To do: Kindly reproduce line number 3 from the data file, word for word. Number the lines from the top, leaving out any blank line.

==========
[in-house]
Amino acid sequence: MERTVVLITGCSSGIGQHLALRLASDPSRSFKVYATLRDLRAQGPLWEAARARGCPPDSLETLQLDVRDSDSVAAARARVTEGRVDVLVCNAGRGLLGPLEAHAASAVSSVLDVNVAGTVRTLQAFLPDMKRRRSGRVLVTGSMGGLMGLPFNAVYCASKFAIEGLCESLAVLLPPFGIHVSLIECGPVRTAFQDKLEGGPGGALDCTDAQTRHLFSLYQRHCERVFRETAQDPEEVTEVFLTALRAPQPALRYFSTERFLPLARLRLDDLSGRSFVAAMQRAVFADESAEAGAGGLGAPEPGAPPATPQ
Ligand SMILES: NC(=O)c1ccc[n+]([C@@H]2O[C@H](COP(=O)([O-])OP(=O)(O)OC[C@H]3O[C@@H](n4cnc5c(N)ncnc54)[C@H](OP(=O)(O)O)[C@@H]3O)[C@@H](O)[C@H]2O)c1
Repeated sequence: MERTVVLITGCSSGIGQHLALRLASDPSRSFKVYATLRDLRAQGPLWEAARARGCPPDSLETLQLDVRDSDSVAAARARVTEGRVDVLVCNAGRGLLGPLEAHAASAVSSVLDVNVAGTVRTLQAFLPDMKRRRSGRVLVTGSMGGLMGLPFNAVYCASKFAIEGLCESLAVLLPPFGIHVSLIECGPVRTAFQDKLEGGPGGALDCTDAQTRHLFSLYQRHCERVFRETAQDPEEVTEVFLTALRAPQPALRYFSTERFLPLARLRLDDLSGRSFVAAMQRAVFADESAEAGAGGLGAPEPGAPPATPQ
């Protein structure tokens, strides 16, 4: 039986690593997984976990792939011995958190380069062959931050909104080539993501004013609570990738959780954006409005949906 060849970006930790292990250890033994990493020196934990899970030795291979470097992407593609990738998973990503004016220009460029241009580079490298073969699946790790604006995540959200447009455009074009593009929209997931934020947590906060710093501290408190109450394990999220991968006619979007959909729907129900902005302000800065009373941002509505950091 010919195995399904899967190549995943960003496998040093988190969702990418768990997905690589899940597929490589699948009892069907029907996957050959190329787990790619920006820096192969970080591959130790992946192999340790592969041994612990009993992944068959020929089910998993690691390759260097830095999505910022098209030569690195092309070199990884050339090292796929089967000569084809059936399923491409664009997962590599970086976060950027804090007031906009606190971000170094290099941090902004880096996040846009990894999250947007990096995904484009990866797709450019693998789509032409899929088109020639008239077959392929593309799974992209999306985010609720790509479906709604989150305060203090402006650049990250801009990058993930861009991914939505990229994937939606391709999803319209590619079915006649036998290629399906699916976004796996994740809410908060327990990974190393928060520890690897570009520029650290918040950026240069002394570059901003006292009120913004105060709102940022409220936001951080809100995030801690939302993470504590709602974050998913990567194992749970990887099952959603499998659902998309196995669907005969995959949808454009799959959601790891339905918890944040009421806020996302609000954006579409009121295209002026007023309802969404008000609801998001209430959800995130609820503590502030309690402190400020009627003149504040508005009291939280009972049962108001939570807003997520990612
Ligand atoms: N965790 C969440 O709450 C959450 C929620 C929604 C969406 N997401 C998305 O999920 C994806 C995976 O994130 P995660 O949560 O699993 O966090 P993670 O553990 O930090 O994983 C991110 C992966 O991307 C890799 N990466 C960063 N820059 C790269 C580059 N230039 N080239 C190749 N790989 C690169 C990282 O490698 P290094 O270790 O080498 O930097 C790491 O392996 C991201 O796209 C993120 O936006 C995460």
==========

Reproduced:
Ligand SMILES: NC(=O)c1ccc[n+]([C@@H]2O[C@H](COP(=O)([O-])OP(=O)(O)OC[C@H]3O[C@@H](n4cnc5c(N)ncnc54)[C@H](OP(=O)(O)O)[C@@H]3O)[C@@H](O)[C@H]2O)c1